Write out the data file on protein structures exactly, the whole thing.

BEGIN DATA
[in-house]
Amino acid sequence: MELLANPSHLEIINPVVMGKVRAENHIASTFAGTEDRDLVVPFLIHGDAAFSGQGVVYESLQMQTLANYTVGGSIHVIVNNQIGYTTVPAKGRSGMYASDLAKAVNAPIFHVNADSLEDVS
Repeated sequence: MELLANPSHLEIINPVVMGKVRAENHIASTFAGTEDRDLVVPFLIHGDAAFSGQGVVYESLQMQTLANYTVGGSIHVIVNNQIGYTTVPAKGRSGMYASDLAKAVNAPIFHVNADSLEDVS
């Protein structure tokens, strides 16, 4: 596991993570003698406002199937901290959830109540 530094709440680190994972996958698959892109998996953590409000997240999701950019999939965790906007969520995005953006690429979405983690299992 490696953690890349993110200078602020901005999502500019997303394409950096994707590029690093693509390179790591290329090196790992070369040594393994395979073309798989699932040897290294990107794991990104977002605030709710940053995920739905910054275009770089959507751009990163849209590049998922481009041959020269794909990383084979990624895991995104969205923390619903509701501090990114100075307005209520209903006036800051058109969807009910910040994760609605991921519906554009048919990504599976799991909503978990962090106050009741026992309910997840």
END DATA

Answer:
[in-house]
Amino acid sequence: MELLANPSHLEIINPVVMGKVRAENHIASTFAGTEDRDLVVPFLIHGDAAFSGQGVVYESLQMQTLANYTVGGSIHVIVNNQIGYTTVPAKGRSGMYASDLAKAVNAPIFHVNADSLEDVS
Repeated sequence: MELLANPSHLEIINPVVMGKVRAENHIASTFAGTEDRDLVVPFLIHGDAAFSGQGVVYESLQMQTLANYTVGGSIHVIVNNQIGYTTVPAKGRSGMYASDLAKAVNAPIFHVNADSLEDVS
């Protein structure tokens, strides 16, 4: 596991993570003698406002199937901290959830109540 530094709440680190994972996958698959892109998996953590409000997240999701950019999939965790906007969520995005953006690429979405983690299992 490696953690890349993110200078602020901005999502500019997303394409950096994707590029690093693509390179790591290329090196790992070369040594393994395979073309798989699932040897290294990107794991990104977002605030709710940053995920739905910054275009770089959507751009990163849209590049998922481009041959020269794909990383084979990624895991995104969205923390619903509701501090990114100075307005209520209903006036800051058109969807009910910040994760609605991921519906554009048919990504599976799991909503978990962090106050009741026992309910997840």